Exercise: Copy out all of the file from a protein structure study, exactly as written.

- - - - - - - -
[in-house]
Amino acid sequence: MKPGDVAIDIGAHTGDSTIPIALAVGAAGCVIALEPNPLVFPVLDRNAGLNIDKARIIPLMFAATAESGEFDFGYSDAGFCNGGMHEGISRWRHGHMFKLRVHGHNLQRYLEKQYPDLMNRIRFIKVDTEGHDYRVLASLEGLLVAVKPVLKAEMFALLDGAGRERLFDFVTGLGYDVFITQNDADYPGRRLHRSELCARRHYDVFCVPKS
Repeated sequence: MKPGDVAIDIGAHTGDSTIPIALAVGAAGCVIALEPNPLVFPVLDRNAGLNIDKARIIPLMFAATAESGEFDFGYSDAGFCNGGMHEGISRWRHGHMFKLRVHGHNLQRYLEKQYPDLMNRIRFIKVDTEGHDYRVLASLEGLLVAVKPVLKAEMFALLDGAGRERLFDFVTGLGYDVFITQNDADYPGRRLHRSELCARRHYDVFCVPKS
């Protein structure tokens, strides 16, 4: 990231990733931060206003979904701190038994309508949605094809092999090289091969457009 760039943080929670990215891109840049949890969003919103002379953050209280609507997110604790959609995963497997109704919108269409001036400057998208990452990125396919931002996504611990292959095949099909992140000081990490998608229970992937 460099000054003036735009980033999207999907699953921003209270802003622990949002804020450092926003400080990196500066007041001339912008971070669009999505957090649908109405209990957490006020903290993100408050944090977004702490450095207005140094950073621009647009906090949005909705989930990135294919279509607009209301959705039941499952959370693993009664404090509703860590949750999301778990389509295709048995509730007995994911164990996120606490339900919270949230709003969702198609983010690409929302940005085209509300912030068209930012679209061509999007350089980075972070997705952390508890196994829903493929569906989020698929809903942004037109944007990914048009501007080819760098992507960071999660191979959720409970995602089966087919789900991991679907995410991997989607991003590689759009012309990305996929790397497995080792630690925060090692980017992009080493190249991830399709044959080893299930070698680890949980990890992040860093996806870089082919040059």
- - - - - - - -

[in-house]
Amino acid sequence: MKPGDVAIDIGAHTGDSTIPIALAVGAAGCVIALEPNPLVFPVLDRNAGLNIDKARIIPLMFAATAESGEFDFGYSDAGFCNGGMHEGISRWRHGHMFKLRVHGHNLQRYLEKQYPDLMNRIRFIKVDTEGHDYRVLASLEGLLVAVKPVLKAEMFALLDGAGRERLFDFVTGLGYDVFITQNDADYPGRRLHRSELCARRHYDVFCVPKS
Repeated sequence: MKPGDVAIDIGAHTGDSTIPIALAVGAAGCVIALEPNPLVFPVLDRNAGLNIDKARIIPLMFAATAESGEFDFGYSDAGFCNGGMHEGISRWRHGHMFKLRVHGHNLQRYLEKQYPDLMNRIRFIKVDTEGHDYRVLASLEGLLVAVKPVLKAEMFALLDGAGRERLFDFVTGLGYDVFITQNDADYPGRRLHRSELCARRHYDVFCVPKS
């Protein structure tokens, strides 16, 4: 990231990733931060206003979904701190038994309508949605094809092999090289091969457009 760039943080929670990215891109840049949890969003919103002379953050209280609507997110604790959609995963497997109704919108269409001036400057998208990452990125396919931002996504611990292959095949099909992140000081990490998608229970992937 460099000054003036735009980033999207999907699953921003209270802003622990949002804020450092926003400080990196500066007041001339912008971070669009999505957090649908109405209990957490006020903290993100408050944090977004702490450095207005140094950073621009647009906090949005909705989930990135294919279509607009209301959705039941499952959370693993009664404090509703860590949750999301778990389509295709048995509730007995994911164990996120606490339900919270949230709003969702198609983010690409929302940005085209509300912030068209930012679209061509999007350089980075972070997705952390508890196994829903493929569906989020698929809903942004037109944007990914048009501007080819760098992507960071999660191979959720409970995602089966087919789900991991679907995410991997989607991003590689759009012309990305996929790397497995080792630690925060090692980017992009080493190249991830399709044959080893299930070698680890949980990890992040860093996806870089082919040059």